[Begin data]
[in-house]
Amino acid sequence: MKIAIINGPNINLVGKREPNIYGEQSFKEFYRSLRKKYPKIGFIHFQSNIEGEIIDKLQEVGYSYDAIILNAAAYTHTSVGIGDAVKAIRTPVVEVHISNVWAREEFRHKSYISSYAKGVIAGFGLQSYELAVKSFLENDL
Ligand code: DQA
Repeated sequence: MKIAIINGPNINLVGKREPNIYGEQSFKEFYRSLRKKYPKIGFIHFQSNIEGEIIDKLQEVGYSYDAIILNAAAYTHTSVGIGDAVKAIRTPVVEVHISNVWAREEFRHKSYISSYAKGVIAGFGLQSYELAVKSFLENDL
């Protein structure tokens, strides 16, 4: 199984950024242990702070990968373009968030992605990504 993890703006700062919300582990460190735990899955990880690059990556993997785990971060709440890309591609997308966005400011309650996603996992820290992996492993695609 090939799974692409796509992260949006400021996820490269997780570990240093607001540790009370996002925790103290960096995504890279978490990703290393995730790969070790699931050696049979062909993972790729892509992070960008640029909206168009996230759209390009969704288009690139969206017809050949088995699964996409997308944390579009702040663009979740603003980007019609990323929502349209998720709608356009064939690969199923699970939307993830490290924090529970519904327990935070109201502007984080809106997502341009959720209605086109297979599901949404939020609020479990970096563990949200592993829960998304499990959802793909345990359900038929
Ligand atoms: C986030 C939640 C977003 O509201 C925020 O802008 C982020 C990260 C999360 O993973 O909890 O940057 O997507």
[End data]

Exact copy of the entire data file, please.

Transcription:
[in-house]
Amino acid sequence: MKIAIINGPNINLVGKREPNIYGEQSFKEFYRSLRKKYPKIGFIHFQSNIEGEIIDKLQEVGYSYDAIILNAAAYTHTSVGIGDAVKAIRTPVVEVHISNVWAREEFRHKSYISSYAKGVIAGFGLQSYELAVKSFLENDL
Ligand code: DQA
Repeated sequence: MKIAIINGPNINLVGKREPNIYGEQSFKEFYRSLRKKYPKIGFIHFQSNIEGEIIDKLQEVGYSYDAIILNAAAYTHTSVGIGDAVKAIRTPVVEVHISNVWAREEFRHKSYISSYAKGVIAGFGLQSYELAVKSFLENDL
């Protein structure tokens, strides 16, 4: 199984950024242990702070990968373009968030992605990504 993890703006700062919300582990460190735990899955990880690059990556993997785990971060709440890309591609997308966005400011309650996603996992820290992996492993695609 090939799974692409796509992260949006400021996820490269997780570990240093607001540790009370996002925790103290960096995504890279978490990703290393995730790969070790699931050696049979062909993972790729892509992070960008640029909206168009996230759209390009969704288009690139969206017809050949088995699964996409997308944390579009702040663009979740603003980007019609990323929502349209998720709608356009064939690969199923699970939307993830490290924090529970519904327990935070109201502007984080809106997502341009959720209605086109297979599901949404939020609020479990970096563990949200592993829960998304499990959802793909345990359900038929
Ligand atoms: C986030 C939640 C977003 O509201 C925020 O802008 C982020 C990260 C999360 O993973 O909890 O940057 O997507």